One day in 1906, a guest staying at the hotel where Mattie works asks Mattie to burn a stack of letters. Then the young lady goes off boating, turning up twelve hours, dead. Mattie is left with the stack of letters, her promise to burn them, and many questions. Mattie pieces together what happened to the dead woman amidst her own indecision about the future: whether to follow her love of books and writing to Barnard College in New York City or whether to stay in the sleepy upstate New York farm community with her family, the neighbors she’s known all her life, and the boy she’s sweet on.
That boy, Royal, happens to be a royal ass. A pretty ass, and one who pays unprecedented attention to plain Mattie; it’s no mystery why she goes around with him. As an adult-type reading it, I didn’t have much patience for the elevated position Royal gets in Mattie’s indecision. You feel like you’d be betraying your dead mother by leaving your father and sisters to go to college? I still think you should go to college, but I can respect your inner conflict. You like snogging the jerk who doesn’t listen to you, doesn’t respect you, and is really mean to people you care about it? Dump him and go to college. You’ll find someone else to snog. Maybe someone you can have an actual conversation with, hm? Mattie’s desire to be happy with Royal is understandable and realistic, but it’s frustrating.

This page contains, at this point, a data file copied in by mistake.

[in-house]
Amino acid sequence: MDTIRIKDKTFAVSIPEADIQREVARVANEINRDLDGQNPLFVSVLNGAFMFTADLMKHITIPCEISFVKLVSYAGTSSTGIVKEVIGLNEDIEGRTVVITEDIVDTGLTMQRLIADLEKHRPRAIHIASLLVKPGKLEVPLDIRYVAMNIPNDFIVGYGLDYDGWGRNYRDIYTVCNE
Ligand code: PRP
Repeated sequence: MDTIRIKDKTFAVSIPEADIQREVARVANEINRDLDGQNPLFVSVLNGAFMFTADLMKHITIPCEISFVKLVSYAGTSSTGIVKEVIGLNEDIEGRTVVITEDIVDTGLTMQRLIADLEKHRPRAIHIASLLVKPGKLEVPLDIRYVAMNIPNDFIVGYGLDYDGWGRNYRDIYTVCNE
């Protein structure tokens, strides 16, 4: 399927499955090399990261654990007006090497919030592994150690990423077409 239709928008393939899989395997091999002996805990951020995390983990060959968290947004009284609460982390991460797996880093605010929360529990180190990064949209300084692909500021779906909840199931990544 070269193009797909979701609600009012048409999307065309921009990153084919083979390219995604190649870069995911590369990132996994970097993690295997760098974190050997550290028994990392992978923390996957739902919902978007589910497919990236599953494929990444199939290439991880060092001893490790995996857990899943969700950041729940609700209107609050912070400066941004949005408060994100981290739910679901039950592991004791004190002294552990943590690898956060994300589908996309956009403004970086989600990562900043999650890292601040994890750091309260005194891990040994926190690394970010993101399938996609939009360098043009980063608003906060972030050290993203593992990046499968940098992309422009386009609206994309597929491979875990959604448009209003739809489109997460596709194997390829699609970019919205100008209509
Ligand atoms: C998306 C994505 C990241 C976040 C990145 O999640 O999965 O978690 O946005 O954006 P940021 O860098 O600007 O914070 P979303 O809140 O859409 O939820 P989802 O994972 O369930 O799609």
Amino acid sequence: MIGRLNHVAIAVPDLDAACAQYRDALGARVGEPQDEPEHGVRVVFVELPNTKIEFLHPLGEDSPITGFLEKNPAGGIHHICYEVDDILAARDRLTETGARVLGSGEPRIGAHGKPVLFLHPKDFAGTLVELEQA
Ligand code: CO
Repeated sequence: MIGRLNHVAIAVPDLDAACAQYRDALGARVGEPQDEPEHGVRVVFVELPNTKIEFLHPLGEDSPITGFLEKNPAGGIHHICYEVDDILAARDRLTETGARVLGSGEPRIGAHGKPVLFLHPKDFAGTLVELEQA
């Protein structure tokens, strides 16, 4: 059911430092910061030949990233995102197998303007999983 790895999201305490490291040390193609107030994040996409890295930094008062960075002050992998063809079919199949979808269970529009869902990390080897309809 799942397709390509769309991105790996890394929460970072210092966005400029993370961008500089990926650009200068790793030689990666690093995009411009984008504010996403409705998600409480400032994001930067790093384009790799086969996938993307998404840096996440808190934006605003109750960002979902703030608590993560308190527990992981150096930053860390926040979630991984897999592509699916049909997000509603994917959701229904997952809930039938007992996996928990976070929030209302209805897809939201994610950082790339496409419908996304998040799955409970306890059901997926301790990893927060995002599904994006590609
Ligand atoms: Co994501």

Despite the frustration, it’s a very good, and enjoyable book. Mattie has a nice balance of spunkiness and nervousness, intelligence and a hint of naivete. and the book is filled with rich detail on early twentieth century Adirondak life, complete with troublesome tourists, cattle disease, hard childbirth, hunger, small-town gossip, racism, and casual domestic violence. At times, Mattie’s earnest complaints that the lives of her neighbors are more interesting than the civil, stiff lives portrayed in Austen and Dickens, and that books don’t tell the truth, become tedious; firstly, we got the point the first time she said it, and secondly, we must agree with her to some extent or we would have picked up a different book. These small faults aside, it’s an absorbing book with a heroine it’s easy to root for, even when she’s being a bit daft.